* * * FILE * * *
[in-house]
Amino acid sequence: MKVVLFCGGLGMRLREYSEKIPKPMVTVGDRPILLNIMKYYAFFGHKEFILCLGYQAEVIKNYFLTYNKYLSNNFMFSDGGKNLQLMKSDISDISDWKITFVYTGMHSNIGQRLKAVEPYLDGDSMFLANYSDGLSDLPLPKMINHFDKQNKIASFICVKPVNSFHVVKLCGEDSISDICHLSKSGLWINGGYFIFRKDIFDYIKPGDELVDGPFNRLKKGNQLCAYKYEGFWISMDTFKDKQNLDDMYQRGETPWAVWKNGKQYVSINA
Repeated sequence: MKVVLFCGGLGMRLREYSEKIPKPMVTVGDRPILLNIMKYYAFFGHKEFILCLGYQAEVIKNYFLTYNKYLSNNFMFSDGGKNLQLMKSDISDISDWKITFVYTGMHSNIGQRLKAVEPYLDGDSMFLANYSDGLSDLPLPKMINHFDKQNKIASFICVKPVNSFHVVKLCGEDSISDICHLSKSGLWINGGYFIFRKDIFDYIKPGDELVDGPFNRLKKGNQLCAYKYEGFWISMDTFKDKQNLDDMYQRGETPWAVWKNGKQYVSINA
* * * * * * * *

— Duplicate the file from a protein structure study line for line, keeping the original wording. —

[in-house]
Amino acid sequence: MKVVLFCGGLGMRLREYSEKIPKPMVTVGDRPILLNIMKYYAFFGHKEFILCLGYQAEVIKNYFLTYNKYLSNNFMFSDGGKNLQLMKSDISDISDWKITFVYTGMHSNIGQRLKAVEPYLDGDSMFLANYSDGLSDLPLPKMINHFDKQNKIASFICVKPVNSFHVVKLCGEDSISDICHLSKSGLWINGGYFIFRKDIFDYIKPGDELVDGPFNRLKKGNQLCAYKYEGFWISMDTFKDKQNLDDMYQRGETPWAVWKNGKQYVSINA
Repeated sequence: MKVVLFCGGLGMRLREYSEKIPKPMVTVGDRPILLNIMKYYAFFGHKEFILCLGYQAEVIKNYFLTYNKYLSNNFMFSDGGKNLQLMKSDISDISDWKITFVYTGMHSNIGQRLKAVEPYLDGDSMFLANYSDGLSDLPLPKMINHFDKQNKIASFICVKPVNSFHVVKLCGEDSISDICHLSKSGLWINGGYFIFRKDIFDYIKPGDELVDGPFNRLKKGNQLCAYKYEGFWISMDTFKDKQNLDDMYQRGETPWAVWKNGKQYVSINA